Passed by NBR:
No
SYNOPSIS

Stock car racer Steve Grayson spends most of his earnings helping Abel Esterlake, a poverty-stricken father of several little girls, though he still has enough left over to support a lavish lifestyle. Unknown to him, his manager, Kenny Donford, has lost the remainder of Steve's prize money by gambling on horses. To recover $145,000 in back taxes, Internal Revenue Service chief R. W. Hepworth assigns Susan Jacks to investigate the racer's finances and manage his affairs until the government debt is paid. Susan and Steve soon fall in love, despite initial antagonism, and together they try to obtain the money he owes. While qualifying for a high-paying race, Steve has an accident that seriously damages his car. His friends repair the car, and at the last minute Steve enters the race. Though he places third, he wins enough laps to pay most of his debt, leaving him free to continue his romance with ... +


Stock car racer Steve Grayson spends most of his earnings helping Abel Esterlake, a poverty-stricken father of several little girls, though he still has enough left over to support a lavish lifestyle. Unknown to him, his manager, Kenny Donford, has lost the remainder of Steve's prize money by gambling on horses. To recover $145,000 in back taxes, Internal Revenue Service chief R. W. Hepworth assigns Susan Jacks to investigate the racer's finances and manage his affairs until the government debt is paid. Susan and Steve soon fall in love, despite initial antagonism, and together they try to obtain the money he owes. While qualifying for a high-paying race, Steve has an accident that seriously damages his car. His friends repair the car, and at the last minute Steve enters the race. Though he places third, he wins enough laps to pay most of his debt, leaving him free to continue his romance with Susan. +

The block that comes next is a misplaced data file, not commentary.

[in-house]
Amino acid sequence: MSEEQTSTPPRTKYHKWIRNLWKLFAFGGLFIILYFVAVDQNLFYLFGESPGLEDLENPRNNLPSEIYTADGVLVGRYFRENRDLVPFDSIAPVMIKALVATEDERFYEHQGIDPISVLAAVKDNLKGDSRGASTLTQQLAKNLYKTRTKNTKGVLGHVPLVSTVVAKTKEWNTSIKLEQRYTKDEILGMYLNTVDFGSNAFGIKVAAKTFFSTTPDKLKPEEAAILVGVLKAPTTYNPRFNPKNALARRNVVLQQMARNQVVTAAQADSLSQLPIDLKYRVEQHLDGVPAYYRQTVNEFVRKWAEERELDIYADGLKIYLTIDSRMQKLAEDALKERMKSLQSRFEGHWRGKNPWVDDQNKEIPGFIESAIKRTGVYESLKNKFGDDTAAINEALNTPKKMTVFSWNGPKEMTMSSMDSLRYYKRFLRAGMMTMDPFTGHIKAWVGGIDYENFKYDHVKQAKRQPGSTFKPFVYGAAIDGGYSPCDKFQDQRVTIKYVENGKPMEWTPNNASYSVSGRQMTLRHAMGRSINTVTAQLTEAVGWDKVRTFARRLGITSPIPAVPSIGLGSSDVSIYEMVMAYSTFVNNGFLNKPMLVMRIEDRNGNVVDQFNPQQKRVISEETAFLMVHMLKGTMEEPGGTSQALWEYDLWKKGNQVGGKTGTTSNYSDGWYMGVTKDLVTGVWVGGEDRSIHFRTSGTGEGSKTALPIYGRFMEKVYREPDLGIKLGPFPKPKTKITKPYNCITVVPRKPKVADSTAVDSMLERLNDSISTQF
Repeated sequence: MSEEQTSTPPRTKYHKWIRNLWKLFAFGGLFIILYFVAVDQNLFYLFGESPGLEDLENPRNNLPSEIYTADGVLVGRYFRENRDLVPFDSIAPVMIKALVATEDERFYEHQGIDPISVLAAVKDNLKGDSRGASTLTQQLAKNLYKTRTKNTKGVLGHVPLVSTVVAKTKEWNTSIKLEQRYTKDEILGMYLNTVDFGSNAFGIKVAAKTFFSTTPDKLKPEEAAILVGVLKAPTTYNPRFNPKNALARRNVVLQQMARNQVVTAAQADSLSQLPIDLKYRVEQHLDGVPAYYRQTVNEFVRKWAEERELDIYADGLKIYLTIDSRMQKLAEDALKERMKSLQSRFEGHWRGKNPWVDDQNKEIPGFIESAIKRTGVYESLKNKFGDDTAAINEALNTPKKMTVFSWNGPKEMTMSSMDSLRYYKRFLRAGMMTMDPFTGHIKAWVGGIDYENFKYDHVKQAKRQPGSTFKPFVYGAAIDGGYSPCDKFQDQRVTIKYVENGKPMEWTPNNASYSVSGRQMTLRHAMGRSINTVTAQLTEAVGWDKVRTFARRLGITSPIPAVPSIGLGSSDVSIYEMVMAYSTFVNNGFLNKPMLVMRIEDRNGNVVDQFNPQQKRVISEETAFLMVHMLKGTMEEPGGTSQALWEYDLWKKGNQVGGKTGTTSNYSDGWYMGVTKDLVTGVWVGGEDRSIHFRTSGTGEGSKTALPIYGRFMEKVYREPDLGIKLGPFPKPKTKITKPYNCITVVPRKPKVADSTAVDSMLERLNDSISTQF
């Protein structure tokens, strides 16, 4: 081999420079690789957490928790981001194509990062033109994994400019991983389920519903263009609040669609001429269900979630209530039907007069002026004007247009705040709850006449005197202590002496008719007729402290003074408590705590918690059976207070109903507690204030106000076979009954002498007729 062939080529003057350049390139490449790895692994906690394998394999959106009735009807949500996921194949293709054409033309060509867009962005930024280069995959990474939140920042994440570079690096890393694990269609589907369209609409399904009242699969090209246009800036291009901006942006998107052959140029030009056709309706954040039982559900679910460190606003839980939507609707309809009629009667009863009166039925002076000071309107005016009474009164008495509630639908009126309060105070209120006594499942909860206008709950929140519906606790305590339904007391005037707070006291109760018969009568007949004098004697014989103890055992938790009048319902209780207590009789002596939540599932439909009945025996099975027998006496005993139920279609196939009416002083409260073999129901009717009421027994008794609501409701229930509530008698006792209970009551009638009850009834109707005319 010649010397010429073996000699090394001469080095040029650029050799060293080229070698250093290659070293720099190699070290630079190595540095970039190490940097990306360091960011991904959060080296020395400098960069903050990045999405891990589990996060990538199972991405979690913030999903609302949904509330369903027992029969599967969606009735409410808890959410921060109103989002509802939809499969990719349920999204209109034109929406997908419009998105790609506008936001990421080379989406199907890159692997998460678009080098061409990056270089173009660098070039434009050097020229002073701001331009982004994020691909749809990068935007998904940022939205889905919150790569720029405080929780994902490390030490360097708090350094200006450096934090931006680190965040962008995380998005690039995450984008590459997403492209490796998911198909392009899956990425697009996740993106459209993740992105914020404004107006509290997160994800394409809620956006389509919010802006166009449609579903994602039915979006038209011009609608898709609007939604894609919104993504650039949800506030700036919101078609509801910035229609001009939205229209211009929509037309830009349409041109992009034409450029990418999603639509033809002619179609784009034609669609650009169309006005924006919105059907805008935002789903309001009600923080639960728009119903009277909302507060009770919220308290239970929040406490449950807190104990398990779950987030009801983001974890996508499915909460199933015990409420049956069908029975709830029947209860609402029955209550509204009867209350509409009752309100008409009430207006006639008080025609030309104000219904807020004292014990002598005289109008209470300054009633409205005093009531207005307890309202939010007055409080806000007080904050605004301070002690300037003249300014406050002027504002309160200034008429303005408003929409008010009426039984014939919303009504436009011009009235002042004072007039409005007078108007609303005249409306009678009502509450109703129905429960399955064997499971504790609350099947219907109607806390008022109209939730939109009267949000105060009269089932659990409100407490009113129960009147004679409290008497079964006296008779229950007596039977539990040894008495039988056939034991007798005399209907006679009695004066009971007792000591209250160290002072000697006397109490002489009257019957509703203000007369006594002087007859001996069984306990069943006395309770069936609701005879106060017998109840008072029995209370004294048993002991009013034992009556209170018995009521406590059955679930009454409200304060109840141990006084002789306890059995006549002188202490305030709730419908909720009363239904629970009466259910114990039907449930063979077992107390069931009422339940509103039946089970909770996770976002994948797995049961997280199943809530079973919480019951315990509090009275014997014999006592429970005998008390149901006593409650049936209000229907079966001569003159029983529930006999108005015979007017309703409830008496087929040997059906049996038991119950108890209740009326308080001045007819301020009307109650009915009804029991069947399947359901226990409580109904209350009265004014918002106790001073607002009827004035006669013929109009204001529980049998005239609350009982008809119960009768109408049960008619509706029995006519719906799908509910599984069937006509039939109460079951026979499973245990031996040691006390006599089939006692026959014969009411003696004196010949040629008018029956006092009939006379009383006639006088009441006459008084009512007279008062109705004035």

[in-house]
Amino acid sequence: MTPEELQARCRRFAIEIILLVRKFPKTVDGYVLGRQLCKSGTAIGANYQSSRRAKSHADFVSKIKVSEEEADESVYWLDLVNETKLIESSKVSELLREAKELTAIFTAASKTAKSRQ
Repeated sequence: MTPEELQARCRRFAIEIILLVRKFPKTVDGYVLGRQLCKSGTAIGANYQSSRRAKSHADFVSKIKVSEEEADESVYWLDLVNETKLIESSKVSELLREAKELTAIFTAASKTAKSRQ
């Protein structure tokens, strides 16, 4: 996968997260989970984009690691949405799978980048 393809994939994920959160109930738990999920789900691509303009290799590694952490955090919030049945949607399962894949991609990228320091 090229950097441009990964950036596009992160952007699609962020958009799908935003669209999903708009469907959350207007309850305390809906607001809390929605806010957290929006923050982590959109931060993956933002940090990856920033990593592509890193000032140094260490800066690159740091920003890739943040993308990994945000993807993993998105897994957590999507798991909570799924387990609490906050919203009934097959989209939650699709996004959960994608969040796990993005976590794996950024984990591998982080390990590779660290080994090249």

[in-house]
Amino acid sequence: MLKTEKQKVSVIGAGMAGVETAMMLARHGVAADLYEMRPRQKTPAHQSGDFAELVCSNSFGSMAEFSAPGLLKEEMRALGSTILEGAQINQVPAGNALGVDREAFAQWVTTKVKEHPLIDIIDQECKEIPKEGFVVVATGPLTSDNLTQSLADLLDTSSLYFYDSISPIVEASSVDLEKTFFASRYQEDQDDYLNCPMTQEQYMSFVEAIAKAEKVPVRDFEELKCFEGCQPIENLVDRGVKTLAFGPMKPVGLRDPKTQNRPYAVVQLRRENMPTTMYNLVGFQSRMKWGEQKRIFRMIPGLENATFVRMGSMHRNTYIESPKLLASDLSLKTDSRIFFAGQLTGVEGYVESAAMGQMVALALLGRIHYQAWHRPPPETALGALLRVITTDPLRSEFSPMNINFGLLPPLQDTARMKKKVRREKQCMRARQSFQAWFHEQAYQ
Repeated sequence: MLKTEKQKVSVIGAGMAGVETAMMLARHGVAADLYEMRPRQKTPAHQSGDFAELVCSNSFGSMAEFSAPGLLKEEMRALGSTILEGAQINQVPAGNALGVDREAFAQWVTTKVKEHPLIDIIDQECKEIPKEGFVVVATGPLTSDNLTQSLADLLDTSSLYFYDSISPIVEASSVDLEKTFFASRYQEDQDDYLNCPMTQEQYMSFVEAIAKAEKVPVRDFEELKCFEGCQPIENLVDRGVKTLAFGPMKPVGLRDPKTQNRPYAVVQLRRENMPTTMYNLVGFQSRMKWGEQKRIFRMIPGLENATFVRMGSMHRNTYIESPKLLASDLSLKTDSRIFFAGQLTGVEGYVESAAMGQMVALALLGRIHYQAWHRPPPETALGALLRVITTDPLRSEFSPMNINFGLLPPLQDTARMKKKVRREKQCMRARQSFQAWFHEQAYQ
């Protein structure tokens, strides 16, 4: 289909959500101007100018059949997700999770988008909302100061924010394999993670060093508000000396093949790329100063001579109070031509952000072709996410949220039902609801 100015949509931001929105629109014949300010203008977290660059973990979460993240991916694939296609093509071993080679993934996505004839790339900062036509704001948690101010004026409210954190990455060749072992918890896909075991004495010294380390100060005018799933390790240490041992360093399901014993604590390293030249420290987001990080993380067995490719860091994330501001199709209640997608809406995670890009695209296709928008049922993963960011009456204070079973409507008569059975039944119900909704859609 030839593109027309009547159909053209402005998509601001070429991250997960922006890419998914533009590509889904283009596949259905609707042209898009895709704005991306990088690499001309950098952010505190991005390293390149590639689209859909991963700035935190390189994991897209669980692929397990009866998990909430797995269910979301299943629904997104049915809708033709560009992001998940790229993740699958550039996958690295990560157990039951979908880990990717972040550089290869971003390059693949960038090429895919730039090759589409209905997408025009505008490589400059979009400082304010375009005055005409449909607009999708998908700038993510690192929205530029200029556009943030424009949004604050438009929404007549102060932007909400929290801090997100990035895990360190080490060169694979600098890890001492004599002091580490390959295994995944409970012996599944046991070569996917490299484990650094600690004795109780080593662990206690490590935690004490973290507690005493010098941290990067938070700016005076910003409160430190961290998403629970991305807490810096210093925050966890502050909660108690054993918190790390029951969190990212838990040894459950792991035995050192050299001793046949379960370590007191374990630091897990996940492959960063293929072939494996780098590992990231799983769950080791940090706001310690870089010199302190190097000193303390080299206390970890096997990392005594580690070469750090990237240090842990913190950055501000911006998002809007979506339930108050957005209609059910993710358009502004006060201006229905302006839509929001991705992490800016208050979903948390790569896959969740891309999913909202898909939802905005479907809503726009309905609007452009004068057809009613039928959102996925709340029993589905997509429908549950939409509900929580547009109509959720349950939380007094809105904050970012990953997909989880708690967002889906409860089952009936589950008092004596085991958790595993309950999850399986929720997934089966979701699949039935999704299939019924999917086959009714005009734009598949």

Legend
Viewed by AFI
Partially Viewed
Offscreen Credit
Name Occurs Before Title
AFI Life Achievement Award